The least businesses that offer wireless networks should do, is to add an IoT firewall. Access points can be integrated into a network security plan by adding them to an IoT firewall such as Cujo, RATrap, Dojo or F-Secure SENSE. Wireless speakers, too, are part of the network and must be secured. Finally, IoT devices should also monitor not only traffic to and from the network, but traffic within the network, for potentially malicious activity. Black hats, mobbers and other criminals who use publicly accessible wireless networks to gain access to their victims should be forced to accept a certificate that enables suspicious activity to be traced and drops suspicious connections.

I have been living in a condition of being cyber-bullied inside my home and out, for more than three years now. One of the key factors that made this possible was the lack of care for personal security that has gone into network provisioning and device design. No one should be forced to go through what I have survived as a legal resident of a northeast neighborhood of Seattle run amok with speculators and speculation encouraged by a neighborhood watch that has lost whatever moral compass it might ever have had. Let’s expose these scumbags and ruin their scam. Let’s fix it now.

 

Next up: Put mobbers out of business by treating access points as IoT devices

I meant to get a blog on securing access points in commercial buildings done tonight, but this weekend I’m once again in Seattle, trying to catch up on gardening, maintaining the house that some scumbag speculators are trying to harass me out of, caring for my cat, and trying to enjoy this home for which I’ve had to sacrifice so much.

Anyway, the next blog is about securing those pesky access points and speaker-enabled access points to keep hackers and mobbers off of them. No promises on efficacy; I’m no network security expert, but I’ve learned a bit these last years and from time to time have a few ideas.

Stay tuned.

Mobbing: Mobility harassment (part 2), Harassment that begins at home

Real estate mobbing, as it is practiced in my own northeastern neighborhood of Seattle where the tricks are dirty and real estate speculators run free, is stalking with the intent to drive legal residents from their homes and turn them over for speculation. When a crime is committed to turn over a property, and when the goal is to punish the victim into keeping his or her mouth shut, mobbers stalk everywhere they can, and using every device.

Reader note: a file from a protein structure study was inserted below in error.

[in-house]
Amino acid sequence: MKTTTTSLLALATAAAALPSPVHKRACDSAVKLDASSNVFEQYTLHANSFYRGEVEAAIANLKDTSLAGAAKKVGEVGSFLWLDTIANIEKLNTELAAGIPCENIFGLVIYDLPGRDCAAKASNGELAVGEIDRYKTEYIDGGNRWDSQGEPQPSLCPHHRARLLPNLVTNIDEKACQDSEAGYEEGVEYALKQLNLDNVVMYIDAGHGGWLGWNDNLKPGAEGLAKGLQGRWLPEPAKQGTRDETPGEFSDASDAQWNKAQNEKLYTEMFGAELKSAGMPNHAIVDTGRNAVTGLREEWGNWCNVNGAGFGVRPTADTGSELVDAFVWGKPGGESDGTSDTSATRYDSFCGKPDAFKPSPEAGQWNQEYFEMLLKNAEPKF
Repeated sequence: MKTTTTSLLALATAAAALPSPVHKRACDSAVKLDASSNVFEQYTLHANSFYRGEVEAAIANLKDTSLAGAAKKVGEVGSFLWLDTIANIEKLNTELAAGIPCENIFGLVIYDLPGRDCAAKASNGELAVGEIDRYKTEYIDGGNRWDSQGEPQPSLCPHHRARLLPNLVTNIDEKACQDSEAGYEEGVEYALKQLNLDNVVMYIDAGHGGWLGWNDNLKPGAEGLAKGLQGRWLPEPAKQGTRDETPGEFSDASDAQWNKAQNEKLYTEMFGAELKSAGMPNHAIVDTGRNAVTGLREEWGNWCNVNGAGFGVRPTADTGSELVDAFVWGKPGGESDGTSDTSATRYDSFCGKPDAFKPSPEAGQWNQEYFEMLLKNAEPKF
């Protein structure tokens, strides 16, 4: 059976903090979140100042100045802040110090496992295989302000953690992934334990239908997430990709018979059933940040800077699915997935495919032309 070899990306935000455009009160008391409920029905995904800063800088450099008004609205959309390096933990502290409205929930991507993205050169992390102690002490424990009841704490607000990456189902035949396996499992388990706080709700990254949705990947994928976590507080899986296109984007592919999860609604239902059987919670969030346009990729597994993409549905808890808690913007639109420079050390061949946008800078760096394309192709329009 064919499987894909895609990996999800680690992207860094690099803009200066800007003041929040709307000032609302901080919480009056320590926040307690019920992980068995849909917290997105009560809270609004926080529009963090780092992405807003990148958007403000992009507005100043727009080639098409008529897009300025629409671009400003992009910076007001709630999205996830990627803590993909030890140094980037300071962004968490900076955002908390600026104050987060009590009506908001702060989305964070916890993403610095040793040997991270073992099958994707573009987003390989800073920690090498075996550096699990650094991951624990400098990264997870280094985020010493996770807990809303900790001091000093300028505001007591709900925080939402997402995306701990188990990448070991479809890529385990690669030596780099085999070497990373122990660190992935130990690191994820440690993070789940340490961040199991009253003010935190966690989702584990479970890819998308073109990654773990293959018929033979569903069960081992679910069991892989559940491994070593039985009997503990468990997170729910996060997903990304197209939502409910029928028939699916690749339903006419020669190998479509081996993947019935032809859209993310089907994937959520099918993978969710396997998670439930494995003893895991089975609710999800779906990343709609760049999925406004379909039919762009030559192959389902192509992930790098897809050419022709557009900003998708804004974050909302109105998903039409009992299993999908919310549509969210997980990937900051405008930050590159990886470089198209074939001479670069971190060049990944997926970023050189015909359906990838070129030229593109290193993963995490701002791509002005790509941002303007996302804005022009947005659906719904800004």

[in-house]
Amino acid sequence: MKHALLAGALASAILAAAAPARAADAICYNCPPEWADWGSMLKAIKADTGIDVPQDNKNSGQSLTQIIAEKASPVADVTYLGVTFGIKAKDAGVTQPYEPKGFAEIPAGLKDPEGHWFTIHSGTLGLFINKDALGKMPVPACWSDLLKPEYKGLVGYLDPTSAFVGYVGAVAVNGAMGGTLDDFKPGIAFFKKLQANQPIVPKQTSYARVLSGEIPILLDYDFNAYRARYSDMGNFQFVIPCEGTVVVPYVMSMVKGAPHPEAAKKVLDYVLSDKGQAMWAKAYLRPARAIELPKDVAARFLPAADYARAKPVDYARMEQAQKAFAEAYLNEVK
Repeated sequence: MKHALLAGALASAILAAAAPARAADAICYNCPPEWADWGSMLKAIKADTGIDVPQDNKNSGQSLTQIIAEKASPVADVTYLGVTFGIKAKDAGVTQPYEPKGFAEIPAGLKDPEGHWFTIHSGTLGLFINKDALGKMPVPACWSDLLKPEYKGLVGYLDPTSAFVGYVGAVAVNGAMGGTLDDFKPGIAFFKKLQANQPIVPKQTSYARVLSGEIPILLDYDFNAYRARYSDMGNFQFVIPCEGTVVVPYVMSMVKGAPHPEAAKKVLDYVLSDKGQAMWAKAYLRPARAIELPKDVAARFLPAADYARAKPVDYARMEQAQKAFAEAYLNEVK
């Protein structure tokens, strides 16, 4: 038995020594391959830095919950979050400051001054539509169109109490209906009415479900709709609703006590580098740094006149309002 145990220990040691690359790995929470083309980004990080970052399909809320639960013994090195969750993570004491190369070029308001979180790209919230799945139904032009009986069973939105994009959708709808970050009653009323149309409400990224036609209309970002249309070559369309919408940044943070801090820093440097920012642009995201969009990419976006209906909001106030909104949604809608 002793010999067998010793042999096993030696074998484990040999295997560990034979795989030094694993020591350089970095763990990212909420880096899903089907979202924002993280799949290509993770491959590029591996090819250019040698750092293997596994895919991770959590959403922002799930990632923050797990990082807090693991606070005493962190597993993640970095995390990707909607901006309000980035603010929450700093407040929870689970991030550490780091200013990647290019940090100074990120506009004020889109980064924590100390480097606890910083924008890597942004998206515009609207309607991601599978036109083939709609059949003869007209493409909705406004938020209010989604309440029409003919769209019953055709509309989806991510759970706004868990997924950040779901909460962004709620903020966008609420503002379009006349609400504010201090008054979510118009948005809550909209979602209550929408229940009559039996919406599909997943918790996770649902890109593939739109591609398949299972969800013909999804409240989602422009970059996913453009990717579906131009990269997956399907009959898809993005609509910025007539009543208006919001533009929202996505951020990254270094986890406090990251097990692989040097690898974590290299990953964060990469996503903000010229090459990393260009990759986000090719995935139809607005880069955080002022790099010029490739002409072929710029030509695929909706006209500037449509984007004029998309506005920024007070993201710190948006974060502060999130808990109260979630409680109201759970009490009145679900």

Mobbing may begin at home, but it is mobility harassment that follows the victim everywhere, online and off. The strategy behind mobbing appears to be to make the victim believe that she is continually being watched, until she is terrorized to the point where she flees. Because the big bad wolf chasing her is not visible to authorities, a mobbing victim who reports is easily dismissed as paranoid or mentally unstable.

Mobbing is a real estate scam. It’s the kind of wet dream that a racketeering ring of lot-seeking real estate speculators would come up with. It’s the kind of crime in which the nasty and the greedy violate their neighbors’ civil and human rights, indemnifying themselves against their crimes by using defamation of their victims. The scum who pursue mobbing, this crime I’ve called a hoax inside a con inside a scam, use a kitchen sink of methods old and new, combining the techniques of surveillance with those of cyber-thugs, wreaking havoc in the lives of their victims as they straddle the physical and virtual worlds.

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Mobbing: Mobility harassment

A lot has been going on in the last few months and I haven’t had much of a chance to write. A contract that allowed me to work remotely from Seattle ended, and I’ve started a commitment working for a firm in San Francisco, much of the time onsite. As I have often done in the past, I’m staying in the San Francisco East Bay, as I mentioned in my last post How to catch an IMSI catcher, near the Albany-Berkeley border. The mobbing harassment continues to move with me, adapting and changing with the environment, but there are some notable differences.

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How to catch an IMSI catcher

I have a theory. If scumbag speculators indeed use drones with IMSI catchers, or IMSI catchers at all, to intercept victim phone calls, and perhaps even to cross those phone calls with “calls” of verbal abuse, how can we catch them?

What better way to catch an IMSI catcher than with anther IMSI catcher? Maybe there’s a use for police stingrays after all. An IMSI catcher, being a man-in-the-middle attack, intercepts calls by having greater proximity to the victim cellular phone than does the satellite (Ask Hackaday: Stopping the Stingray, http://hackaday.com/2014/12/23/ask-hackaday-stopping-the-stingray/). It intercepts the call but must handle it by connecting it to service. Maybe a bigger fish like a stingray can intercept an IMSI catcher. Perhaps a stingray with the right technology can intercept a satellite phone that makes it easy for criminals like real estate mobbers to hide their identity while they phreak your smart phone.

Both in northeast Seattle over the waters of Lake Washington, and near the Albany-Berkeley border in the East Bay where I have been staying as I work a new contract in San Francisco, I see lit objects hovering in the night sky, objects that appear to be a few drones scattered around. IMSI catchers are an invaluable tool for rogue drones whose purpose is surveillance, hacking, and harassment, using methods that are not well known or even recognized by their victims or by local police.

In the Bay Area there is greater concern about privacy invasions. Perhaps if suspicion on the part of East Bay denizens doesn’t lead to investigation into drones that hover over residential neighborhoods night after night, the scumbag speculators who harass people out of their homes by combining cell phone “mobbing” (bullying) with the methods of dirty private investigators (parabolic loudspeakers or LRADs), will be caught in the net of larger prey, maybe even a stingray. And if not an IMSI catcher, in lieu of drone radar and transponders, perhaps police forces that use drones should make a point of intercepting and photographing unknown drones to begin to study how they are being equipped, modified and used, and how they are becoming involved in digital crimes.